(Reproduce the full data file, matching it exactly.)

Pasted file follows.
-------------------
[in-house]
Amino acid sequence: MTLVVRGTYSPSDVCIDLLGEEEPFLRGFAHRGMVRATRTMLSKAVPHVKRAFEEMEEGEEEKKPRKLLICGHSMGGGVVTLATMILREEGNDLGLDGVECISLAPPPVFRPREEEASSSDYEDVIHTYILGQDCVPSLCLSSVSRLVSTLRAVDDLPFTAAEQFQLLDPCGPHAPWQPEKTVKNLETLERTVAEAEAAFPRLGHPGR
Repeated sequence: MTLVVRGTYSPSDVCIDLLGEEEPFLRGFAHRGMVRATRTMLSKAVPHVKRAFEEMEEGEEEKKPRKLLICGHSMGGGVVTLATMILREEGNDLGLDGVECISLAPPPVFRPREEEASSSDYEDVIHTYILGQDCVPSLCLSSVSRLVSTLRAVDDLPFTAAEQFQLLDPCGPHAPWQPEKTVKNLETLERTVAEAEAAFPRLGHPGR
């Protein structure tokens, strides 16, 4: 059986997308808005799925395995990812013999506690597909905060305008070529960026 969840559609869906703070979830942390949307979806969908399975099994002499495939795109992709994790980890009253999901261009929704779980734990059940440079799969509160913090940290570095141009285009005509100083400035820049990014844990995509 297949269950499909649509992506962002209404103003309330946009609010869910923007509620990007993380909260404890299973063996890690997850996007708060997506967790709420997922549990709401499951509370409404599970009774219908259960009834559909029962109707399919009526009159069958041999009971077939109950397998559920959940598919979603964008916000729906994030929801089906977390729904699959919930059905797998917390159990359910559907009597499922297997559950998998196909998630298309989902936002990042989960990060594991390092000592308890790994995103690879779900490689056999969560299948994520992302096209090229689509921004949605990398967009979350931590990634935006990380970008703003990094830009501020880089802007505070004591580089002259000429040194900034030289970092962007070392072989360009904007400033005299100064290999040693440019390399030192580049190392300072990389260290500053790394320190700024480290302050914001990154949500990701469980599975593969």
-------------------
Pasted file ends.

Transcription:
[in-house]
Amino acid sequence: MTLVVRGTYSPSDVCIDLLGEEEPFLRGFAHRGMVRATRTMLSKAVPHVKRAFEEMEEGEEEKKPRKLLICGHSMGGGVVTLATMILREEGNDLGLDGVECISLAPPPVFRPREEEASSSDYEDVIHTYILGQDCVPSLCLSSVSRLVSTLRAVDDLPFTAAEQFQLLDPCGPHAPWQPEKTVKNLETLERTVAEAEAAFPRLGHPGR
Repeated sequence: MTLVVRGTYSPSDVCIDLLGEEEPFLRGFAHRGMVRATRTMLSKAVPHVKRAFEEMEEGEEEKKPRKLLICGHSMGGGVVTLATMILREEGNDLGLDGVECISLAPPPVFRPREEEASSSDYEDVIHTYILGQDCVPSLCLSSVSRLVSTLRAVDDLPFTAAEQFQLLDPCGPHAPWQPEKTVKNLETLERTVAEAEAAFPRLGHPGR
């Protein structure tokens, strides 16, 4: 059986997308808005799925395995990812013999506690597909905060305008070529960026 969840559609869906703070979830942390949307979806969908399975099994002499495939795109992709994790980890009253999901261009929704779980734990059940440079799969509160913090940290570095141009285009005509100083400035820049990014844990995509 297949269950499909649509992506962002209404103003309330946009609010869910923007509620990007993380909260404890299973063996890690997850996007708060997506967790709420997922549990709401499951509370409404599970009774219908259960009834559909029962109707399919009526009159069958041999009971077939109950397998559920959940598919979603964008916000729906994030929801089906977390729904699959919930059905797998917390159990359910559907009597499922297997559950998998196909998630298309989902936002990042989960990060594991390092000592308890790994995103690879779900490689056999969560299948994520992302096209090229689509921004949605990398967009979350931590990634935006990380970008703003990094830009501020880089802007505070004591580089002259000429040194900034030289970092962007070392072989360009904007400033005299100064290999040693440019390399030192580049190392300072990389260290500053790394320190700024480290302050914001990154949500990701469980599975593969």